After three very successful years in Singapore the fourth edition was recently held at W Hotel Bangkok on Monday 29th February 2016. The voting is done by international leaders in the restaurant community based in the geographical area covered by the awards. Each member can cast seven votes. Of those seven, at least three votes must recognize restaurants outside of the academy member’s own region.

For the second consecutive year Gaggan in Bangkok has claimed the top spot in the list of Asia’s 50 Best Restaurants. This year’s list welcomes 10 new entries, including three from Japan. China counts 13 restaurants on the list while Singapore and Japan each have 10. With 13 nations represented, the 2016 list includes restaurants from more countries than ever before, showcasing a rich variety of dining experiences across Asia. Host country Thailand is also represented by Nahm (No.8), Issaya Siamese Club, rising 20 places to No.19, and Eat Me at No.23. Sadly for Thailand Bo.lan has dropped off the list. What is more concerning is the repeat of the same names one would have hoped that the next generation of restaurant’s in Thailand notably LeDu and Aston 31 would have been recognised.

Australian born Chef David Thompson justifiably was recognised with the2016 Dinners Club Achievement Awards for Asia for his 30 years culinary career. His restaurant Nahm in London was the first Thai restaurant to be awarded a Michelin star. Nahm in Bangkok was the first restaurant in Thailand to be recognised on the World’s 50 Best restaurant list and the first to win Asia’s 50 Best Restaurants. A passionate advocate of Thai street food he has moved on to open Long Chim at Marina Bay Sands in Singapore in 2015 and in Melbourne this year.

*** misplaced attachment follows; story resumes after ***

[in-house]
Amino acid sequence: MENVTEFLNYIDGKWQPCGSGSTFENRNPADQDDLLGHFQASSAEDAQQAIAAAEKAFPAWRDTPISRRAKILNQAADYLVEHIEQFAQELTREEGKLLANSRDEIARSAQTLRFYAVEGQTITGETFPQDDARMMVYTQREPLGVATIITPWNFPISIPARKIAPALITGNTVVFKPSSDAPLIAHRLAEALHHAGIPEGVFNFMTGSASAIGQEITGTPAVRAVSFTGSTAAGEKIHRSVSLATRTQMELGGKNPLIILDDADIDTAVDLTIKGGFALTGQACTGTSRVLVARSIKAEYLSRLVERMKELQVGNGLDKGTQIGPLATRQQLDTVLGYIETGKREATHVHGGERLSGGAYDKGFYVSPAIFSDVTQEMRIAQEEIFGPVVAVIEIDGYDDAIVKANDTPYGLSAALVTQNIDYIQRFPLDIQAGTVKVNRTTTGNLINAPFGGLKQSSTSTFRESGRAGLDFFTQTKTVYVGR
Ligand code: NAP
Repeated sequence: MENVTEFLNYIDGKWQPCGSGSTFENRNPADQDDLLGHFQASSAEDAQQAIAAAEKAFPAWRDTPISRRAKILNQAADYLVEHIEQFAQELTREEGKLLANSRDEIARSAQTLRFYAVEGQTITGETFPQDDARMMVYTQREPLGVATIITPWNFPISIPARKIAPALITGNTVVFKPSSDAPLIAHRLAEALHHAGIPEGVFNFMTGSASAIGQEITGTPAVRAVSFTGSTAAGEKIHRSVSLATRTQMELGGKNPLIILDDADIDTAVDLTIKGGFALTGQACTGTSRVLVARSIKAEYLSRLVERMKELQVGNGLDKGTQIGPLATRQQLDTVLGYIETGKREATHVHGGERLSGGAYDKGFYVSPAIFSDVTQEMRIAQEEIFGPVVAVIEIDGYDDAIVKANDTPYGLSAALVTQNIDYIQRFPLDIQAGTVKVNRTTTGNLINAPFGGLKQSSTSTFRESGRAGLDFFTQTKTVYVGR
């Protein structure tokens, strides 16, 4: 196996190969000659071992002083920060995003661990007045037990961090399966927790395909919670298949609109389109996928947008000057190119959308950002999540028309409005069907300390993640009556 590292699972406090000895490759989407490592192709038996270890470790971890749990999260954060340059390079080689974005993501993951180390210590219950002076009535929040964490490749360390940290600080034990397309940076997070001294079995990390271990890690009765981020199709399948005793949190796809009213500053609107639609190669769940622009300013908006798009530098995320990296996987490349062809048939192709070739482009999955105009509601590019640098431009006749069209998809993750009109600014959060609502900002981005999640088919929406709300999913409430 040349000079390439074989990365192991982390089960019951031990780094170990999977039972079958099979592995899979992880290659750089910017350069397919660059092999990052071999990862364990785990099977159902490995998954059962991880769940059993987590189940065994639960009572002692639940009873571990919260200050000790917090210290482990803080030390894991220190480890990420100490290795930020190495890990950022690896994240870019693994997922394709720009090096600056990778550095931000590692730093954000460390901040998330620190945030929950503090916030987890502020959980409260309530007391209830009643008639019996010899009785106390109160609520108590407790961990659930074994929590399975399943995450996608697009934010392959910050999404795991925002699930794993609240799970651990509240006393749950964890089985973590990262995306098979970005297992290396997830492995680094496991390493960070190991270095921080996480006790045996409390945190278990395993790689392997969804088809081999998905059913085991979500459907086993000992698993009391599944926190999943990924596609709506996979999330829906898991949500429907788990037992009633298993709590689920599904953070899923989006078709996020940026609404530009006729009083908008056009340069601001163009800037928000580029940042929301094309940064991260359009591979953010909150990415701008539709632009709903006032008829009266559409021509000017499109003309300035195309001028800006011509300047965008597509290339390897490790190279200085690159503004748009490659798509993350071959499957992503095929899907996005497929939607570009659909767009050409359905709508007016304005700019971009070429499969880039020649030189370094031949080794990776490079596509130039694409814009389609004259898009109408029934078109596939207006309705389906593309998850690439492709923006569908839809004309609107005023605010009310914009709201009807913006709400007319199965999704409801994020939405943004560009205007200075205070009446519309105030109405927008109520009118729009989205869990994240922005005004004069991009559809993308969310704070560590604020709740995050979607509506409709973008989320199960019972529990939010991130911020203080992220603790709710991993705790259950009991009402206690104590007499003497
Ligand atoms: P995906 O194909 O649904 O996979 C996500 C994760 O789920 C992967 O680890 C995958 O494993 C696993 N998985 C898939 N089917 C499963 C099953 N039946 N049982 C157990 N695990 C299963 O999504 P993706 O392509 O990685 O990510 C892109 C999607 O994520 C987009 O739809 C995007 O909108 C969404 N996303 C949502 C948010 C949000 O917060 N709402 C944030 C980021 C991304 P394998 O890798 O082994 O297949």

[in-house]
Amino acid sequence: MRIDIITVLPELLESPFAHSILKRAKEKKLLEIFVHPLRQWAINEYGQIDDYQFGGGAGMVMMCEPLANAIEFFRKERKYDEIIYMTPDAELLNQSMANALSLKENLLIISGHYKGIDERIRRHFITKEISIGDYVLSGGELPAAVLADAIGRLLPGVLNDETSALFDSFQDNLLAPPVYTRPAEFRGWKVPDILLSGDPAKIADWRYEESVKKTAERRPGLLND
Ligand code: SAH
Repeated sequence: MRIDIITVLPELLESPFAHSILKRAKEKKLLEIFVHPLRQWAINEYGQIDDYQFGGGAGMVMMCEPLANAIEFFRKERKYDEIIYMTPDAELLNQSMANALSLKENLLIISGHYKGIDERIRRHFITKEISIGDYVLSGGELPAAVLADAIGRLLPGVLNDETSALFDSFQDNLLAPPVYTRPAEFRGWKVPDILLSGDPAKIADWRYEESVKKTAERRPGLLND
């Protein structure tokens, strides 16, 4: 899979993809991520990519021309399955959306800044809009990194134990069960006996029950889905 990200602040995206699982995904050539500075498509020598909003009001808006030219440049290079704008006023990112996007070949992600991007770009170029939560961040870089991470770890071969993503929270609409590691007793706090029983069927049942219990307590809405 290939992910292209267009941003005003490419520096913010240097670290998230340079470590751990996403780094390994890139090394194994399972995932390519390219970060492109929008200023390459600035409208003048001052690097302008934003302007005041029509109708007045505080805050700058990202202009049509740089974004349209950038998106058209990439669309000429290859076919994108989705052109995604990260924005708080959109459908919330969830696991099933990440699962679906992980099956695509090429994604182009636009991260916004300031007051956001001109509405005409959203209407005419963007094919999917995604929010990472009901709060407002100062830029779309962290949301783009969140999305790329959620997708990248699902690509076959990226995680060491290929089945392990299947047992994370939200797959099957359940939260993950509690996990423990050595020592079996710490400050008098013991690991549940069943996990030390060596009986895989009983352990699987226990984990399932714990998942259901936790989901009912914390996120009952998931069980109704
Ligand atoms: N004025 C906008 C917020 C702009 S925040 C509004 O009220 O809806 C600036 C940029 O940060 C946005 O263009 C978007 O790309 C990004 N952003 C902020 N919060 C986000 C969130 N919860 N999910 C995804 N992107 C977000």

These awards are uniquely independent in the way the results are achieved. There is no fixed criteria for selecting the wining restaurants, rather it’s the collective opinion of which restaurant gave the best dining experience. This is decided by a panel in each region is made up of food writers and critics, chefs, restaurateurs and highly regarded ‘gastronomes’. Members list their choices in order of preference, based on their best restaurant experiences of the previous 18 months. There is no pre-determined check-list of criteria, which hopes to make the list as varied and open as possible.

This selection process isn’t without criticism some do see it as opaque and obscure. But to put the list into context it can only be a snapshot of current tastes which are ever evolving. Nothng is perfect but they aim to do the best job possible.